Temperatures of brewing processes such as mashing (70°C/158°F) and boiling (100°C/212°F) are well within the range of heat provided by Skyven’s IMA system.
Cheaper than natural gas
Skyven aims to fill a specific marketplace need, Gupta said. Existing distributed solar thermal technologies are proven and have been around for a long time, but “they also don’t get hot enough for use in the industrial sector.”
“They’re fine for pool heating, for a hot shower. But they’re certainly not going to do things like pasteurize milk or cook bread.”
Meanwhile, he noted, other solar thermal technologies — parabolic troughs, parabolic dishes, Fresnel reflectors — were developed for use at utility-scale power plants.
“They’re not well suited for behind-the-meter, on-site industrial applications,” Gupta said. “We developed our solar concentrator in order to produce higher-temperature heat that is directly usable by these food production and industrial plants.”
Skyven Technologies makes money on the heat delivered to customers.
The company’s standard approach, said Gupta, is to “bill for Btu that are measured and actually delivered to the plant, and bill at a lower rate than the customer was paying for delivered fuel.”
Here, he added, “the customer has no cost outflow other than for real Btu that they would have had to buy anyway, at a higher price. Every Btu our systems produce is one Btu of fuel that they don’t have to burn.”
Gupta claims Skyven is able “to beat the delivered cost of natural gas by 10 to 50 percent, depending on the specifics of the project.”
Customers sign a long-term, multiyear heat supply agreement with Skyven that includes maintenance of the equipment.
Skyven’s customers can opt for a no- or partial-capital outlay installation. Gupta likened the no-money-down option to a C&I customer signing a power-purchase agreement for a rooftop solar PV installation.
In this case, Skyven owns, operates and maintains the system and retains any available state and federal incentives. For instance, Gupta said Skyven’s technology is eligible for both the federal solar Investment Tax Credit and rebates under California’s CSI-Thermal Program.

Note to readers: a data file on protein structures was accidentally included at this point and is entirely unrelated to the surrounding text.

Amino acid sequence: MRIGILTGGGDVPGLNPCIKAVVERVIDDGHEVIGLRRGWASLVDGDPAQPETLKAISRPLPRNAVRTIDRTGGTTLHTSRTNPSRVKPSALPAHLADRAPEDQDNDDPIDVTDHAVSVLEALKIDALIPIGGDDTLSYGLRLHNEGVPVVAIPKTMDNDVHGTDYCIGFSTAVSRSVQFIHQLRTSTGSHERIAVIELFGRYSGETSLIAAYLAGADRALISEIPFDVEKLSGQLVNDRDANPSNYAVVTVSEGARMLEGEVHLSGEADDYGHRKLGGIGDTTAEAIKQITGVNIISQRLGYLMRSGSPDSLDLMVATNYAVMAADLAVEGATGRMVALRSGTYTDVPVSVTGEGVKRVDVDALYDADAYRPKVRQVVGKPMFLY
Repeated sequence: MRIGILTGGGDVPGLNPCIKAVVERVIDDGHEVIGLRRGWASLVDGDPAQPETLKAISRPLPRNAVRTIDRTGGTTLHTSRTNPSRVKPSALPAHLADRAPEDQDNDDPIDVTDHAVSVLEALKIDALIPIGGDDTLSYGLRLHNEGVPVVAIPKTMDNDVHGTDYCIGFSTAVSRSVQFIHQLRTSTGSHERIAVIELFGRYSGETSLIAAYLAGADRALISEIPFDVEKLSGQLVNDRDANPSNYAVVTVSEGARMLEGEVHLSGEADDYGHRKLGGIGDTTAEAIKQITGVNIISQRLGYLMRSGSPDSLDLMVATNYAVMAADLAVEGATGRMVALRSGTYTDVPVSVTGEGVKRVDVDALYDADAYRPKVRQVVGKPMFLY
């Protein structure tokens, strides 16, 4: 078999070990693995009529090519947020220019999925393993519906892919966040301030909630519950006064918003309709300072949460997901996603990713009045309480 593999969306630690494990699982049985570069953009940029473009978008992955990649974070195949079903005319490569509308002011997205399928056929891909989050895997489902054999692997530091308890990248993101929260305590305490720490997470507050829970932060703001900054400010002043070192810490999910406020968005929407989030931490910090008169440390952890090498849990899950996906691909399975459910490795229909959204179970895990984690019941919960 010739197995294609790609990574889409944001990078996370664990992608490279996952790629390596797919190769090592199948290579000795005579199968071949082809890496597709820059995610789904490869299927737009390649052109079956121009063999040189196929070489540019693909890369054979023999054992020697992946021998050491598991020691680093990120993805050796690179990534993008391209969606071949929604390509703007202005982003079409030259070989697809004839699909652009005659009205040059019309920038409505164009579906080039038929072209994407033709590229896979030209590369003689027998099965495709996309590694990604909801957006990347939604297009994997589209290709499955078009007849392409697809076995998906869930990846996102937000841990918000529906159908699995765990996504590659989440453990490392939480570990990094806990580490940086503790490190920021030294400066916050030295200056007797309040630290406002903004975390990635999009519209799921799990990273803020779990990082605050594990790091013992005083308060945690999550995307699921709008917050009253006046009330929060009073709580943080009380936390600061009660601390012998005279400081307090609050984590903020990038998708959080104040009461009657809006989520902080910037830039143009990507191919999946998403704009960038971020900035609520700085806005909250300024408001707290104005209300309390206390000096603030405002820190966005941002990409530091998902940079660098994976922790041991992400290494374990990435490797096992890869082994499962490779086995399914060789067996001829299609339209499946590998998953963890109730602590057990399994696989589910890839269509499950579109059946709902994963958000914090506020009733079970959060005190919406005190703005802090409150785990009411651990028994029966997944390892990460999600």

Customers can also opt to buy Skyven’s equipment outright.
Next up: California’s Central Valley
Up next for Skyven Technologies is the installation of IMA collectors at three food processing facilities in California’s Central Valley.
With support from the California Energy Commission’s Food Production Investment Program, in 2021 Skyven will install the same IMA technology deployed at New York’s Copses Farms at dairies operated by California Dairies, Inc., in Visalia, and Land O’Lakes, Inc., in Tulare, and a tomato processing facility operated by Olam West Coast, Inc. in Lemoore.
In a research note, CEC staff provided justification for the commission’s investment in the projects.
“There is a lack of successful, high-temperature demonstrations of solar thermal energy systems in dairy processing facilities. Supplementing heat required for thermal processes with solar thermal energy could significantly reduce natural gas consumption and GHG emissions in dairy processing industries,” they wrote.
The three projects will receive a total of $9.42 million in funding from the Food Production Investment Program grant program and are scheduled to come online by late 2021 or early 2022.